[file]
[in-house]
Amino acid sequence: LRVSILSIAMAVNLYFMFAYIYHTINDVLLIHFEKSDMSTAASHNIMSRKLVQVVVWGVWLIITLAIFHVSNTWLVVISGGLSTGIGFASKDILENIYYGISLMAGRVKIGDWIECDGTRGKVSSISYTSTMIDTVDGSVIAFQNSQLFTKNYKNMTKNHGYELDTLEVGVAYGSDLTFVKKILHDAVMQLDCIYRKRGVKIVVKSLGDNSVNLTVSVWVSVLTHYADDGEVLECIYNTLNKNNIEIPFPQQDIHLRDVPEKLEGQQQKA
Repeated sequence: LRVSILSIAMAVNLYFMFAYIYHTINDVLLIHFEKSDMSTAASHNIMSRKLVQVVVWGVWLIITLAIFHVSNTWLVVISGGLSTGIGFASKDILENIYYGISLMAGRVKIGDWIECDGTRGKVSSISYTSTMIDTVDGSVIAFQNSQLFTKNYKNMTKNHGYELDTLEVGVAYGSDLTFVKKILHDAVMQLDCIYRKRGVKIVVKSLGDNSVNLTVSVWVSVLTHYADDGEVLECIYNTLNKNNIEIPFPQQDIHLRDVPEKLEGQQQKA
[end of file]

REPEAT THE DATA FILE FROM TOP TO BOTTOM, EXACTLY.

[in-house]
Amino acid sequence: LRVSILSIAMAVNLYFMFAYIYHTINDVLLIHFEKSDMSTAASHNIMSRKLVQVVVWGVWLIITLAIFHVSNTWLVVISGGLSTGIGFASKDILENIYYGISLMAGRVKIGDWIECDGTRGKVSSISYTSTMIDTVDGSVIAFQNSQLFTKNYKNMTKNHGYELDTLEVGVAYGSDLTFVKKILHDAVMQLDCIYRKRGVKIVVKSLGDNSVNLTVSVWVSVLTHYADDGEVLECIYNTLNKNNIEIPFPQQDIHLRDVPEKLEGQQQKA
Repeated sequence: LRVSILSIAMAVNLYFMFAYIYHTINDVLLIHFEKSDMSTAASHNIMSRKLVQVVVWGVWLIITLAIFHVSNTWLVVISGGLSTGIGFASKDILENIYYGISLMAGRVKIGDWIECDGTRGKVSSISYTSTMIDTVDGSVIAFQNSQLFTKNYKNMTKNHGYELDTLEVGVAYGSDLTFVKKILHDAVMQLDCIYRKRGVKIVVKSLGDNSVNLTVSVWVSVLTHYADDGEVLECIYNTLNKNNIEIPFPQQDIHLRDVPEKLEGQQQKA